MENTOR: to advise or train
An individual with expertise (mentor) guides another individual with less experience (protege) through support, coaching, and feedback in order to help the mentee gain experience that they will be able to use throughout their career. Obtaining a mentor is an important career development experience for an individual that can lead to better performance on the job, faster advancement within an organization, more career satisfaction and less likely to turnover. The protege strives to set and achieve career goals under the guidance of their men (Akanni, 2011). Mentoring provides support across three dimensional functions: career, psychosocial, and role modeling. Mentoring career functions include coaching and feedback, psychosocial include acceptance and confirmation, and role modeling functions include a source of guidance in shaping beliefs and values (Blake-Beard, Bayne, Crosby & Muller ,2011).
There are formal and informal mentoring styles, with formal mentoring a mentor and a protege are partnered to meet goals of the organization and the relationships usually lasts up until the goals are met. Informal mentoring relationships are when mentors and proteges work toward career and personal goals for the protege. Informal mentoring allow individuals to create a natural relationship built over time to guide and support the protege throughout their career (Akanni, 2011). In order for proteges to get the most from either form of mentoring there are rules that help them focus on doing their part to get the most out of the relationship to prevent negative experience or bad outcomes.
Students that have been mentored tend to do better than those that are have not been mentored. Having access to an individual that can address questions, concerns, and/groom you throughout the process of career development is a positive advantage. The gender or race of the individual and their mentor matters far less than the mentors ability to help the individual. Recommendation letters, encouragement to participate in scholarly activities, and access to models of effective professional behavior and interpersonal skills will definitely serve as an advantage for students that have mentors (Blake-Beard et al., 2011).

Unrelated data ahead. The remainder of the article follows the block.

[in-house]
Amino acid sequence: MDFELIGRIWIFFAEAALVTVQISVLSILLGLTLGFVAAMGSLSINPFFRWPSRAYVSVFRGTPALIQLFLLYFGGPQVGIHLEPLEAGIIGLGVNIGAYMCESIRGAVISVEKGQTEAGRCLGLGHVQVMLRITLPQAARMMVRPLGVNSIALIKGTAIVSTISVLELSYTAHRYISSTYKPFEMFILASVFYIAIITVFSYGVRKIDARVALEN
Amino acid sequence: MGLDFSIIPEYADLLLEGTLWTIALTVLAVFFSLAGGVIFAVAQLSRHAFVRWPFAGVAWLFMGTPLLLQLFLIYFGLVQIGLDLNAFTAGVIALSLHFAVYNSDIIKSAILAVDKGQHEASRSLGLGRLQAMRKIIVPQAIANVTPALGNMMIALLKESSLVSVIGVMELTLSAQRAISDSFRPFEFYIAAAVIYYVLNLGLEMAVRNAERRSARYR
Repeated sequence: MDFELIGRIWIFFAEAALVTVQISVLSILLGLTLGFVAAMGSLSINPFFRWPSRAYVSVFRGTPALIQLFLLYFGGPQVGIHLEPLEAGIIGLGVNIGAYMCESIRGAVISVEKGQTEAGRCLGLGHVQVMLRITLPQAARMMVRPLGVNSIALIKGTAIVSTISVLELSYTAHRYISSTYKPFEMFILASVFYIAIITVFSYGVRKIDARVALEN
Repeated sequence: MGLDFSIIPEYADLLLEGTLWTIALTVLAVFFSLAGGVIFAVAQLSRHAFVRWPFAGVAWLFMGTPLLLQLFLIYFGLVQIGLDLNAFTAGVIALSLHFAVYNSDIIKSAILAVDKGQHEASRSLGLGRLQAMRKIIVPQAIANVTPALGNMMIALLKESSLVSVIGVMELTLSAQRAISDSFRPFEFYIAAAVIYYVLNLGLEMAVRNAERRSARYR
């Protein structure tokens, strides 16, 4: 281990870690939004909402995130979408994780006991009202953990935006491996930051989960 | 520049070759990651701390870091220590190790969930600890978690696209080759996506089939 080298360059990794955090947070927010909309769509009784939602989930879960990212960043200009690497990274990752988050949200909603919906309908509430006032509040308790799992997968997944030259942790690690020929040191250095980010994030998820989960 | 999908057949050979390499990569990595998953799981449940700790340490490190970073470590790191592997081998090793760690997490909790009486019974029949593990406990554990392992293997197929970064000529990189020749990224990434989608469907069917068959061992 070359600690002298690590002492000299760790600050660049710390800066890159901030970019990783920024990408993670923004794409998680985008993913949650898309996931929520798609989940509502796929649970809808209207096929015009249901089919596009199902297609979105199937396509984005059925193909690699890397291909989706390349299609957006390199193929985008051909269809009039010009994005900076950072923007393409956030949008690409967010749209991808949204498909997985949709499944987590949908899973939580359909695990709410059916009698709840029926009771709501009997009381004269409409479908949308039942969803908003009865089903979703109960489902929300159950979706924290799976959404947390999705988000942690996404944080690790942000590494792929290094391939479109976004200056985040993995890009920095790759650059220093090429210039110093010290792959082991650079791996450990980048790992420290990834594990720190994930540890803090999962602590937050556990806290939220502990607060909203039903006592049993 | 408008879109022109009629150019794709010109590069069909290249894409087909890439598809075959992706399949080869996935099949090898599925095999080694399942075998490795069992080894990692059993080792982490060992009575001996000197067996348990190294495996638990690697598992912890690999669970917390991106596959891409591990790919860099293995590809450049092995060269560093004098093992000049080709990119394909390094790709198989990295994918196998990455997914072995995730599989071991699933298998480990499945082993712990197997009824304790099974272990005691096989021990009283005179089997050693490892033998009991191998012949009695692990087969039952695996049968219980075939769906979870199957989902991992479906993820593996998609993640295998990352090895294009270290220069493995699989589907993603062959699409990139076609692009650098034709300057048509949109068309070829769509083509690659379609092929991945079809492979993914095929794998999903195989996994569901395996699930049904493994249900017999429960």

The key to mentoring is creating a platform for a relationship that can be cultivated over time to support and guide individuals throughout their careers. Successful mentoring is when the mentor can help the protege, not just providing the student with a great experience but guiding them toward better performance. There is so much focus placed on the conditions that will impact the comfort of the protege when the emphasis needs to be on matching a student with a mentor that can help the student and bring out the best in them to yield better performance throughout the career of the student.
Blake-Beard, S., Bayne, M. L., Crosby, F. J., & Muller, C. B. (2011). Matching by race and gender in mentoring relationships: keeping our eyes on the prize. Journal of Social Issues,67(3), 622-643. Retrieved from http://proxy.ohiolink.edu:9099/login?url=http://search.ebscohost.com/login.aspx?direct=true&db=a9h&AN=65380976&site=ehost-live
Akanni, A. A. (2011). Mentoring relationship: a protégé experience. IFE PsychologIA, 120-128. Retrieved from http://proxy.ohiolink.edu:9099/login?url=http://search.ebscohost.com/login.aspx?direct=true&db=a9h&AN=66960298&site=ehost-live